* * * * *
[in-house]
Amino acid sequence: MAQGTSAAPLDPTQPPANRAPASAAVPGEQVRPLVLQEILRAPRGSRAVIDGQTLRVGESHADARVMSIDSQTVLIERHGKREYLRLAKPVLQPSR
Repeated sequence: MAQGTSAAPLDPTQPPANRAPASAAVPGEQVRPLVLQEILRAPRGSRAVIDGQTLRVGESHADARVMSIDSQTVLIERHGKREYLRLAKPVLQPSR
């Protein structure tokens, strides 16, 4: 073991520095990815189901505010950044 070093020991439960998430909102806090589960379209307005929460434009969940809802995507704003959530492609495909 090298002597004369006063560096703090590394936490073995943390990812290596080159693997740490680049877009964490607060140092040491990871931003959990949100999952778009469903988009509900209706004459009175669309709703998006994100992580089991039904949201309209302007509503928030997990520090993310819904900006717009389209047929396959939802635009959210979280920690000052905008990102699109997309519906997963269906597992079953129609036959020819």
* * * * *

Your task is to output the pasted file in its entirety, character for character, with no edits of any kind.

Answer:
[in-house]
Amino acid sequence: MAQGTSAAPLDPTQPPANRAPASAAVPGEQVRPLVLQEILRAPRGSRAVIDGQTLRVGESHADARVMSIDSQTVLIERHGKREYLRLAKPVLQPSR
Repeated sequence: MAQGTSAAPLDPTQPPANRAPASAAVPGEQVRPLVLQEILRAPRGSRAVIDGQTLRVGESHADARVMSIDSQTVLIERHGKREYLRLAKPVLQPSR
């Protein structure tokens, strides 16, 4: 073991520095990815189901505010950044 070093020991439960998430909102806090589960379209307005929460434009969940809802995507704003959530492609495909 090298002597004369006063560096703090590394936490073995943390990812290596080159693997740490680049877009964490607060140092040491990871931003959990949100999952778009469903988009509900209706004459009175669309709703998006994100992580089991039904949201309209302007509503928030997990520090993310819904900006717009389209047929396959939802635009959210979280920690000052905008990102699109997309519906997963269906597992079953129609036959020819």